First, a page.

Lord Sacks in the aforementioned piece encouraged abandoning multiculturalism for the sake of pluralism, in order to unify differing objectives under common themes and values; I do not know how possible this will be. Towards the end of a human life, frailty, fatigue and decomposition kicks in. If we were to analogise multiculturalism with this kind of human life, multiculturalism is already pissing itself, perhaps hasn’t washed in a while, cannot shave or fully dress itself. With the coming superannuation of multiculturalism shall come the decomposition of the utopian notion that cultures can share all of their values with each other for the better. The Blairite dream of multiculturalism, empirically indefensible and yet propagated by every major political party since it was first instigated, will die, slowly but surely. What will be left, after the dream has finally gone, for those who feel displaced by a lack of values to hold in common with those they share the land they live in with and indeed abandoned by those who sold the multicultural myth to them in the first place? I fear the consequences.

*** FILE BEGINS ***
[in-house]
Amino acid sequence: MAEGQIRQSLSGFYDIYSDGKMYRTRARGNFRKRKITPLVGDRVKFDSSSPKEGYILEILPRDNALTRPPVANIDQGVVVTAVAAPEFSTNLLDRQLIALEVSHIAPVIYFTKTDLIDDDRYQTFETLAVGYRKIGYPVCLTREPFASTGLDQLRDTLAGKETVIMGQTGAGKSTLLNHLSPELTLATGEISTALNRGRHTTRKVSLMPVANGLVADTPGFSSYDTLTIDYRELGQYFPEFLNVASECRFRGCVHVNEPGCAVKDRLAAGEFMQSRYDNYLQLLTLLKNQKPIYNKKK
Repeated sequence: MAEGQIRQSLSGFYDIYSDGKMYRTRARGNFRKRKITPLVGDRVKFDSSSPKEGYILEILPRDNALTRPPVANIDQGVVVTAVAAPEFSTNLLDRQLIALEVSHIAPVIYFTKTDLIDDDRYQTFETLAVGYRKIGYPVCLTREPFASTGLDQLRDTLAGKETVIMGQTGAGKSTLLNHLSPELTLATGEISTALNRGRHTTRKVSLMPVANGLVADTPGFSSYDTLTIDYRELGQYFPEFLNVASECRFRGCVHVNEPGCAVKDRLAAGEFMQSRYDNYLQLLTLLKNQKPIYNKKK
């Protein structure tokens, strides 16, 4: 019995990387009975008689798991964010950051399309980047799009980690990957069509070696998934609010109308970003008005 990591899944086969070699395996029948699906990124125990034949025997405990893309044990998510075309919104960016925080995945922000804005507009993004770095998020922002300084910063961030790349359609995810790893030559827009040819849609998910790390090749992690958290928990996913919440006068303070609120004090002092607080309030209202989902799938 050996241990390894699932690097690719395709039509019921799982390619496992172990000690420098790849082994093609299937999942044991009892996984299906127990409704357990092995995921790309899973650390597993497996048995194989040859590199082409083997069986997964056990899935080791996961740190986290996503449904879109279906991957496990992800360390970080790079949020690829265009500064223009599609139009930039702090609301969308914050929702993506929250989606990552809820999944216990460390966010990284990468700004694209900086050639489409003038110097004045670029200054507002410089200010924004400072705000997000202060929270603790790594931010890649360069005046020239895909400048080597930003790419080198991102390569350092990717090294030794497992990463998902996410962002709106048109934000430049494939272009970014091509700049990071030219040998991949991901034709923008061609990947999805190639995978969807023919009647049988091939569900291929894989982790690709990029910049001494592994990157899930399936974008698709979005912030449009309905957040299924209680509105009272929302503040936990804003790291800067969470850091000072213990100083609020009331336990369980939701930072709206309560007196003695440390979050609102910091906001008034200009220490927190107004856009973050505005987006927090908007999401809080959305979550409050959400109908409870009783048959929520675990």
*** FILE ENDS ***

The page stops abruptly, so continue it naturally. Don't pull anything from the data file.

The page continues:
1. This article confuses “multiculturalism” with a particular claim on its behalf (namely, “the utopian notion that cultures can share all of their values with each other for the better”): the idea that multiculturalism must either stand or fall with this claim is nonsense.

    Multiculturalism is the state sponsorship of non-indigenous minority cultures, and the extension to those cultures of privileged status under the law. It is rooted in the interest-group politics that has been allowed to blight our liberal democracy in recent decades and its legal status is entrenched in our so-called “anti-discrimination” and “equality” laws.

    That none of the main political parties entertains serious plans to scale-back these increasingly draconian laws suggests that multiculturalism has never been in better health, and that it is a term that is widely misunderstood (a point reinforced by this article) only makes it more difficult to oppose in practice.

  2. As multi-racial and multi-cultural “Britain” is almost exclusively within the territory of England perhaps post multiculturalism might involve just being English.